Best practices for defining inner constructors for parametric types

In much of my development, I have parametric types that need inner constructors to be defined with some validation code:

struct MyType{T<:Number}
    # Inner constructor goes here.

However, I’m not sure whether there’s a reason we should prefer to define the inner constructor with or without type parameters. Either we could use type parameters:

function MyType{T}(a, b) where T
    # Validation logic goes here
    return new(a,b)

Or we could define the inner constructor without them, if we can infer what T should be from the argument types:

function MyType(a, b)
    T = promote_type(typeof(a), typeof(b))
    # Validation logic goes here
    return new{T}(a, b)

With either case, to get both a constructor for MyType and MyType{T}, we’d have to define the missing method as an outer constructor. Is there a broad, overarching reason to implement one over the other as the inner constructor? Or should it be handled on a case-by-case basis? Or does it matter at all?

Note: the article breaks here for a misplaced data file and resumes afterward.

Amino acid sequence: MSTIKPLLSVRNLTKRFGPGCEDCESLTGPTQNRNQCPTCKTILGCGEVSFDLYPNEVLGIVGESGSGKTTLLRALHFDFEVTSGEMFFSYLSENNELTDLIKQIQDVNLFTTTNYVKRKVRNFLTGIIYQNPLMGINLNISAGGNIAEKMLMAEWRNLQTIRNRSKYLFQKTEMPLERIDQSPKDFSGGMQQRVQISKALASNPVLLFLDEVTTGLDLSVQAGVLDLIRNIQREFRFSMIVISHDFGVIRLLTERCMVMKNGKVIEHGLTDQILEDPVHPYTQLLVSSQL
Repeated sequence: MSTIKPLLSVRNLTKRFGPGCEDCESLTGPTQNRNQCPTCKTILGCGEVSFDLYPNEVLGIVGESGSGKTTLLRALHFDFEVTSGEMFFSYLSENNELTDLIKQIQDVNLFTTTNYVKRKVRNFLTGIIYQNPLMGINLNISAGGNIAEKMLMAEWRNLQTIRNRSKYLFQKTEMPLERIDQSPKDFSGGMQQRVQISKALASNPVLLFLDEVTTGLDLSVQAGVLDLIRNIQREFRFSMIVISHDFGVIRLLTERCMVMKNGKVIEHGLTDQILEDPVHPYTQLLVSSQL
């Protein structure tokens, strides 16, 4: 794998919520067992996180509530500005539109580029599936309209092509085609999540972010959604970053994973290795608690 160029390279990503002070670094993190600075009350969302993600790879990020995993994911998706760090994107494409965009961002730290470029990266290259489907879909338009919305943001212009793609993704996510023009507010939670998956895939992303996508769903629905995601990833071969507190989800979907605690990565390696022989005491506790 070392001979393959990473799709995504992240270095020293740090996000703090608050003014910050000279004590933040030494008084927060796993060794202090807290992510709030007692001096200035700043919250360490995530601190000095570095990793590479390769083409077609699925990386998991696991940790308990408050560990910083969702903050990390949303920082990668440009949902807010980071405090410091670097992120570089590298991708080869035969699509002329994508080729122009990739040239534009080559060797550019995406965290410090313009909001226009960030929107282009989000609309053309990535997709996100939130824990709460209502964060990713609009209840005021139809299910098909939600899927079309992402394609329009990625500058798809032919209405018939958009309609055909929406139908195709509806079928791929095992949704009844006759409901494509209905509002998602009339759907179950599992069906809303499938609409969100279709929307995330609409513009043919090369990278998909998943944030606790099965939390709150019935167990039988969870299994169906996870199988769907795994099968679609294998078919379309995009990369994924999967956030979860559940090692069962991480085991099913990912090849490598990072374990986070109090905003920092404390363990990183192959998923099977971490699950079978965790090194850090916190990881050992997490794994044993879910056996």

In this example, it’ll almost work the same, only differences being which of the default constructors you have explicitly replaced.

Method type parameters are useful for enforcing that the call provides a value for the parameter, enforcing that multiple arguments share a parameter in some way, or forcing specialization on arguments that aren’t always automatically (Function, types, Vararg). If you don’t need those, you don’t have to use them.

Pretty sure that defining an inner constructor prevents any default constructors from being defined.


In Julia the convention (sadly not enforced by the compiler) is that, for any type S (either abstract or concrete) and any args, when calling S(args...), if the call returns it should return a value that isa S. So the concrete type constructor (MyType{T}) is, in a sense, more basic than the abstract type constructor (MyType). So IMO the former option in your question is much preferable than the latter.

Furthermore, the former option may make it easier for the programmer to be easy on the compiler (regarding type inference) when necessary, although this would rarely matter.